# Homework Help: Find matrix representation for rotating/reflecting hexagon

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1. Mar 11, 2015

### c3po

1. The problem statement, all variables and given/known data
Consider the set of operations in the plane that includes rotations by an angle about the origin and reflections about an axis through the origin. Find a matrix representation in terms of 2x2 matrices of the group of transformations (rotations plus reflections) that leaves the snowflake invariant. Is the group Abelian or non-Abelian?

2. Relevant equations
R = [cosθ sinθ]
[-sinθ cosθ]

Reflection so that x → -x:
[-1 0][x] = [-x]
[0 1][y] [y]

Reflection so that y → -y:
[1 0][x] = [x]
[0 -1][y] [-y]

Abelian: A.B = B.A

3. The attempt at a solution
I know that I will be rotating the regular hexagon by increments of 60° so that each time I rotate, the hexagon is invariant. I know that the regular hexagon has 2n = 12 different symmetries, so I will have 12 2x2 matrices in total. I began by constructing my rotated matrices (0°, 60°, 120°, 180°, 240°, and 300°). I know that I will have 6 axes of symmetry to reflect by . . . 3 that stretch from vertex to vertex and 3 that stretch from the midpoint on one side of the hexagon to the opposite.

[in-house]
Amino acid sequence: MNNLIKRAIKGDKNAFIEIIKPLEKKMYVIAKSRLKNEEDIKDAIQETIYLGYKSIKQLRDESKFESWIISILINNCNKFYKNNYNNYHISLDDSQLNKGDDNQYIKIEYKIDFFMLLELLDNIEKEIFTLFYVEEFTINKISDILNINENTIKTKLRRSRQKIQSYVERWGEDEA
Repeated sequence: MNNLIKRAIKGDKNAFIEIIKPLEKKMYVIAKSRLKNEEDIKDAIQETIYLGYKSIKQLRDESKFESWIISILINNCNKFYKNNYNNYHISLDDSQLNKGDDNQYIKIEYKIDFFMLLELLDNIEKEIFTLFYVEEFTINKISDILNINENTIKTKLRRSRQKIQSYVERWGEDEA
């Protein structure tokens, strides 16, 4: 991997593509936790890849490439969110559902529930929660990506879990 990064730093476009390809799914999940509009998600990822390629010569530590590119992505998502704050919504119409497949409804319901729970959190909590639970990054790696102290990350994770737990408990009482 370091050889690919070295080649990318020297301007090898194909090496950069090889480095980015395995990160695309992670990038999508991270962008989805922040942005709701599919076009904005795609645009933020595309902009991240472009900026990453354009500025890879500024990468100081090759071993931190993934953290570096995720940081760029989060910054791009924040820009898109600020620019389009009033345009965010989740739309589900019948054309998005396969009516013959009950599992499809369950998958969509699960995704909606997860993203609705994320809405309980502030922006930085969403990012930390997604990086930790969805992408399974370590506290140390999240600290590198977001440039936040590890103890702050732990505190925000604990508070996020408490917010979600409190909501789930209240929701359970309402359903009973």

I think I am finding that this group will be non-Abelian, but I am not sure. I have calculated the 6 matrices for the rotations but am unsure of what to do next. If I reflect each rotation so that the +x values become -x I get 6 matrices, but those are only for the symmetries along the axes from vertex to vertex. This cannot be correct since I am leaving out the symmetries that exist from midpoint to midpoint. How do I correct my approach so that it includes these symmetries?

I have a midterm exam in the class this material appears in tomorrow morning and I know for certain that a problem very similar to this one will be on my exam. I went to my professor for help and he explained the general method for solving it, but I need some extra guidance! I am stuck. Please help!

2. Mar 11, 2015

### RUber

What would you need to rotate by to reflect parallel to the edges? Maybe 1/2 of the angle to get from vertex to vertex?
Reflecting each rotation is not the same as reflecting over a line of symmetry...you need to rotate back when you are done. In that way, the matrices corresponding to opposing vertices will be redundant, so you will only have 3 (as expected) for the vertex-vertex reflections.

3. Mar 11, 2015

### Dick

I'm not exactly sure what you are asking. But you say you know there are 12 elements in the group. The 6 rotations form an abelian subgroup. If you multiply those by ANY reflection $r$ then you will get all 12 group elements. The other reflections are products of a rotation and $r$. To determine if the group is abelian just check if the rotations commute with $r$.